The idea behind this work was to test the capabilities of using a near-field communication (NFC) tag to store the information acquired through an analogue input of a microprocessor powered by an energy harvesting source.
The setup includes these components:
- Peltier cell
- Energy harvesting system
- Dynamic NFC/RFID tag IC
- Temperature sensor
Energy harvesting system
The capabilities of Peltier cells to harvest energy from differences of temperature between its two sides has already been studied in other posts starting with this link, so I will not develop this part of the work here.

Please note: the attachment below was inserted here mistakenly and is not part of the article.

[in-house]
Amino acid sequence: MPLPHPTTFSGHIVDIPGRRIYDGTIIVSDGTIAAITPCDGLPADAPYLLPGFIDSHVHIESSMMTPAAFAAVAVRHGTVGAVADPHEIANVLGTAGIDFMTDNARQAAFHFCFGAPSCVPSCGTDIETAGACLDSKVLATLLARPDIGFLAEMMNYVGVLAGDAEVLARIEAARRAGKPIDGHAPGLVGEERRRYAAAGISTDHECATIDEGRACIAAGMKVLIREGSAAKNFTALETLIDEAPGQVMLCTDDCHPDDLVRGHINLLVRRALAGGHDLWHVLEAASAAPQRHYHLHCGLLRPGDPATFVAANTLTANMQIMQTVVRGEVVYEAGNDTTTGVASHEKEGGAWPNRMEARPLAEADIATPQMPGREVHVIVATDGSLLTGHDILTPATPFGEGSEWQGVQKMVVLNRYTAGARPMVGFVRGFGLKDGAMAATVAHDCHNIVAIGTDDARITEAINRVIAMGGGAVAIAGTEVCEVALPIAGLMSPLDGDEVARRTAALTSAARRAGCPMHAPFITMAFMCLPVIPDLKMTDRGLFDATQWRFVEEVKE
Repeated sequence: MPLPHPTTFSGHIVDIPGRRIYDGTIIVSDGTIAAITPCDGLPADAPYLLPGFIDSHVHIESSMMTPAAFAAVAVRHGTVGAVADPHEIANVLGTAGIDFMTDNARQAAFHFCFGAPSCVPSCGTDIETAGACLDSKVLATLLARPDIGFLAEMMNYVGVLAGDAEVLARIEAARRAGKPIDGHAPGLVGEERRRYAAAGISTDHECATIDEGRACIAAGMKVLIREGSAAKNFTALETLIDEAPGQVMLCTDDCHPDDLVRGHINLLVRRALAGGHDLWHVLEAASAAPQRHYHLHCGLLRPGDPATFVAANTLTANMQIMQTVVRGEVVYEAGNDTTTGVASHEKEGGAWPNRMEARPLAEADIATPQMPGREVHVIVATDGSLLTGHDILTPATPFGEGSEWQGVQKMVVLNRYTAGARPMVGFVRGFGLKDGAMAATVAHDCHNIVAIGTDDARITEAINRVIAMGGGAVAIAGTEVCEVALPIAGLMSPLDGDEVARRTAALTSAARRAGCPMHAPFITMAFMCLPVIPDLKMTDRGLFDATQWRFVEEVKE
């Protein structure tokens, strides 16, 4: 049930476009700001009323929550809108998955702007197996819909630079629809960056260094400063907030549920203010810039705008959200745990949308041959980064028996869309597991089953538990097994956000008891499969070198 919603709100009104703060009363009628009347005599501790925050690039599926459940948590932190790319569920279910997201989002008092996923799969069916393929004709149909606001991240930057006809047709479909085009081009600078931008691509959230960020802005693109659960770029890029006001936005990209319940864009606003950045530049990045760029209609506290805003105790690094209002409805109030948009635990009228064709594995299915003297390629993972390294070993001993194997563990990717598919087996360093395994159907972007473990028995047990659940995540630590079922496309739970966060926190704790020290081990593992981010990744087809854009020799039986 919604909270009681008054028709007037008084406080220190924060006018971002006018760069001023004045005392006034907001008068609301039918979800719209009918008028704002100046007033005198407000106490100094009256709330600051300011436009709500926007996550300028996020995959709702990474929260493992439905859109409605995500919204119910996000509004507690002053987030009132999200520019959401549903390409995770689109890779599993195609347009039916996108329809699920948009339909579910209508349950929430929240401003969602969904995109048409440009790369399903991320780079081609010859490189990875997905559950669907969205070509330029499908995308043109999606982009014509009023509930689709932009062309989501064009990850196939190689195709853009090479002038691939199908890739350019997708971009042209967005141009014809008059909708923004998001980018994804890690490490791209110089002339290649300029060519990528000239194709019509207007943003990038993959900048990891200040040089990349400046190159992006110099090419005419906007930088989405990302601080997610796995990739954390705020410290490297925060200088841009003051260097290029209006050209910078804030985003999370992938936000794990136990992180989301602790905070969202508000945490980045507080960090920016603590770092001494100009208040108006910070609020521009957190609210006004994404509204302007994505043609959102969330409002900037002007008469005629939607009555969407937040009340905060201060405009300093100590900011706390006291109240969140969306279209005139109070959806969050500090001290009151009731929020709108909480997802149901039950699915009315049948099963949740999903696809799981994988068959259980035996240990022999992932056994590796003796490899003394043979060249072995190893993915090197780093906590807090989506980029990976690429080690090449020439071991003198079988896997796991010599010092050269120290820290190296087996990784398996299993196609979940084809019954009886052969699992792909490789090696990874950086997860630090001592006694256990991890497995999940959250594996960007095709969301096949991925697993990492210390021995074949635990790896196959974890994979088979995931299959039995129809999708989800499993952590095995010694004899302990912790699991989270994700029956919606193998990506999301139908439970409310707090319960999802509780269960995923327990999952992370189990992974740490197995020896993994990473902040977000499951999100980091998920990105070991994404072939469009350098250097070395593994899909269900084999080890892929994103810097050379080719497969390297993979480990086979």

The energy harvesting system used in this project is now based on the outstanding Linear Technologies (now part of Analog Devices) Ultralow Voltage Step-Up Converter and Power Manager LTC3108. This device can work with four selectable output voltages: 2.35 V, 3.3 V, 4. V or 5 V to power wireless transmitters or sensors and a low dropout voltage regulator output (VLDO) to power an external microprocessor. According to its datasheet it can start harvesting energy from voltages as low as 20 mV which is precisely indicated for applications that use thermo-electric generator (TEG) such as Peltier cells. The energy is stored in a bank of supercapacitors connected to two outputs of the LTC3108. Two 1 F supercapacitors in series are connected to VOUT and charged when VAUX has reached 2.5 V. Another two 1 F supercapacitors are connected to VSTORE supporting VOUT and preventing an unexpected drop of voltage due to a high power demand by the load. A picture of the setup for this integrated circuit (IC) is: